Top Customer Reviews

By D. Kanigan VINE VOICE on September 6, 2008
Format: Hardcover Verified Purchase
This story is set in the 1950's in a small rural town in Iowa (Gilead). Robert Boughton, a retired and aging minister, is in poor health. Glory Boughton, 38, his youngest daughter, has returned to Gilead to care for her dying father and to regroup after the failure of a longstanding relationship and the evaporation of her dreams of home, marriage and children.

"I am 38 years old, she would say to herself as she tidied up after supper. I have a master's degree. I taught high school English for 13 years. I was a good teacher. What have I done with my life? What has become of it? It is as if I had a dream of adult life and woke up from it, still here in my parents' house."

Jack Broughton, his father's most beloved son, also returns home after a twenty-year disappearance - looking for peace, forgiveness, a refuge and reconciliation - with his Father, his family and a community which he ran from after earning a reputation as a thief and a scoundrel.

"Jack was exceptional in every way he could be, including of course, truancy and misfeasance."

Glory and Jack unravel their personal histories slowly - one slight pull at a time on a large ball of string. The simplicity of the story is tied with tension, heartwarming and difficult memories, conflicted emotions and most of all - with love - among family members and Father to son. Glory and Jack slowly build a relationship while caring for their Father.
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Format: Hardcover
How simple it seems, that story of the Prodigal Son! The wanderer returns; his joyful father falls on his shoulder and orders the fatted calf to be killed; the stay-at-home sibling is resentful for a while, but presumably learns to deal with it. For the story stops there. There is no tomorrow. The Bible doesn't ask what happens in the weeks and months after that. Is the family happily reunited? Does the Prodigal never yearn to be off again? Where does life go from here? These are some of the many questions posed by Marilynne Robinson in her latest novel, HOME, a sister work to her Pulitzer Prize-winning GILEAD.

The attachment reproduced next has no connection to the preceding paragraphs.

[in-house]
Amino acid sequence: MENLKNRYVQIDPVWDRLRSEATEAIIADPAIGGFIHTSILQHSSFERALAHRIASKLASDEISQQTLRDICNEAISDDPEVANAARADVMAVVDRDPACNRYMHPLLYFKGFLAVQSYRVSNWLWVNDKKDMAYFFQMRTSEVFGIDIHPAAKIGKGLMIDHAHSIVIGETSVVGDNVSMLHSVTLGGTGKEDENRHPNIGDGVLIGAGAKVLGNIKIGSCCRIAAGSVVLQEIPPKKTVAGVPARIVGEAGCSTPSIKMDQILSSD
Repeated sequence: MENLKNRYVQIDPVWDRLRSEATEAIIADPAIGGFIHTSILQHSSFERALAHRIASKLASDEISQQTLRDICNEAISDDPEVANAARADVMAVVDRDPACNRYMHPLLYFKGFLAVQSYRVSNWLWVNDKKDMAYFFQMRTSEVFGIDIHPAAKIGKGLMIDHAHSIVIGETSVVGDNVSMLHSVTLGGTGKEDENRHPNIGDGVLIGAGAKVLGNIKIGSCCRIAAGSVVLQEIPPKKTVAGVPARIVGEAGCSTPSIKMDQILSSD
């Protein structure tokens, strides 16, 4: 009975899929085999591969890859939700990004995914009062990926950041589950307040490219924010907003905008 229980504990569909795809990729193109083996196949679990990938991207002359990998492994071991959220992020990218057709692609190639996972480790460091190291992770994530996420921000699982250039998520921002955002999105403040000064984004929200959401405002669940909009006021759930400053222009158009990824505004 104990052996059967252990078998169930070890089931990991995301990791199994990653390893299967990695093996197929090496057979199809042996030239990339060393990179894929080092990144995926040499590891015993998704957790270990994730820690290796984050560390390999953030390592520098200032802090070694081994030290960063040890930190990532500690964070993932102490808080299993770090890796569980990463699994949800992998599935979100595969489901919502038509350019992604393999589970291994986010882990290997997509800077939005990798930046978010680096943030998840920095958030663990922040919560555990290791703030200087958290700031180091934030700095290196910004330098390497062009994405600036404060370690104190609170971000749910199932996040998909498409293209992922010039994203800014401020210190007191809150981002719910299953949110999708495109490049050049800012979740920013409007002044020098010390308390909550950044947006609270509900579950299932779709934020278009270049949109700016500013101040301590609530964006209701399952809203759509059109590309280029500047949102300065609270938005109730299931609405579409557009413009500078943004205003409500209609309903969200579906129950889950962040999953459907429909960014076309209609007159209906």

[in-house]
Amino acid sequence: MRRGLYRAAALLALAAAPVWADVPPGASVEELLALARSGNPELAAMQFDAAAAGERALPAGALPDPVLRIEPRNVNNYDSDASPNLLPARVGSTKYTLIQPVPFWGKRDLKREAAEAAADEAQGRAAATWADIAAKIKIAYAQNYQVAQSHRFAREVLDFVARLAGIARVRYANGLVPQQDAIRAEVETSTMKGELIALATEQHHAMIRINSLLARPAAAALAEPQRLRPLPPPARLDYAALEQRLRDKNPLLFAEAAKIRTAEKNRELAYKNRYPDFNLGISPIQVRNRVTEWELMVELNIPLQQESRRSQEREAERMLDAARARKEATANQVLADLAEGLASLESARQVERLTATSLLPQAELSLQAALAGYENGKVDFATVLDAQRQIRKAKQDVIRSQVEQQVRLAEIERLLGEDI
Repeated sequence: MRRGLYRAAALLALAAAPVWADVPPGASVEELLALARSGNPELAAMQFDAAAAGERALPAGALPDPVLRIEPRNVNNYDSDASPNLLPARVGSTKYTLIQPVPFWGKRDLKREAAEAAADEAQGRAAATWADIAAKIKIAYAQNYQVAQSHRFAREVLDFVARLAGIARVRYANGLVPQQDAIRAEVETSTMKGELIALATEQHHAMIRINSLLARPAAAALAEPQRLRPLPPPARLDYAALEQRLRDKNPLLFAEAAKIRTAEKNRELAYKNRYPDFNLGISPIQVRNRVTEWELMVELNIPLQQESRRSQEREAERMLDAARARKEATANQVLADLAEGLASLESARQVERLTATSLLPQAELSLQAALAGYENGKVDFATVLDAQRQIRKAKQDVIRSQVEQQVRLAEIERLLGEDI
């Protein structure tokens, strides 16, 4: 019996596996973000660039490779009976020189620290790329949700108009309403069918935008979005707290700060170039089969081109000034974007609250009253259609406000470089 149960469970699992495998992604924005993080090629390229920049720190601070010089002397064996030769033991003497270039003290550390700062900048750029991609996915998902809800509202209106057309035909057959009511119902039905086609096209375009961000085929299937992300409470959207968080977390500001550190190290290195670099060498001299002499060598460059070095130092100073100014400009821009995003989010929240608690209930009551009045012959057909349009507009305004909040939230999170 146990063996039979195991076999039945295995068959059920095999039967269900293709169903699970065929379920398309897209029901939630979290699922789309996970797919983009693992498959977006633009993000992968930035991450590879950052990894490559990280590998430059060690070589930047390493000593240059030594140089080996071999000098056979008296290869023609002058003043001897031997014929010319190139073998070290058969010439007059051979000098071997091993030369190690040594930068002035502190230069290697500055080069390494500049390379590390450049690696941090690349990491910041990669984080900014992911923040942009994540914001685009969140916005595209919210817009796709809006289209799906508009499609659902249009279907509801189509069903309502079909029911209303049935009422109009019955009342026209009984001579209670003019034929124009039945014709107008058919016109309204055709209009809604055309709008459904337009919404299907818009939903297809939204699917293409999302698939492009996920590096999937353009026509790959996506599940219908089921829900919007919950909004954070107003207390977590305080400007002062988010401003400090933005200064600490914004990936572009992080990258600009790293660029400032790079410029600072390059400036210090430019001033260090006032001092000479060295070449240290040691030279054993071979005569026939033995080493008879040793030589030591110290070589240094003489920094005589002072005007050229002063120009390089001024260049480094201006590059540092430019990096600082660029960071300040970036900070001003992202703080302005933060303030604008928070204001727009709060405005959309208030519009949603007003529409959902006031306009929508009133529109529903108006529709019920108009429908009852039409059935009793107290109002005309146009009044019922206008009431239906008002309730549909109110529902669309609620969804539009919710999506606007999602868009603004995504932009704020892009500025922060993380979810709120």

HOME is not a sequel to GILEAD, but a parallel novel, taking place in the same town (Gilead, Iowa), at exactly the same time (1956), and involving many of the same characters. Readers of the earlier novel will recall that the town has two elderly preachers, John Ames and Robert Boughton, close friends since childhood. In HOME, the action shifts from Ames' house to that of Boughton, a wonderful old man magnificently characterized through his way of talking, warmly benevolent with unexpected edges of granite. At the start of the book, his youngest daughter Glory, now 38, returns home to care for her father; she appears to be in retreat from problems of her own, but their nature only gradually becomes clear. A little later, Jack Boughton, the black sheep of the family, arrives after an absence of twenty years. Jack appears in GILEAD also; some of the information from the earlier book is revealed immediately, but we learn much more about his tormented life as the book goes on.
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Format: Hardcover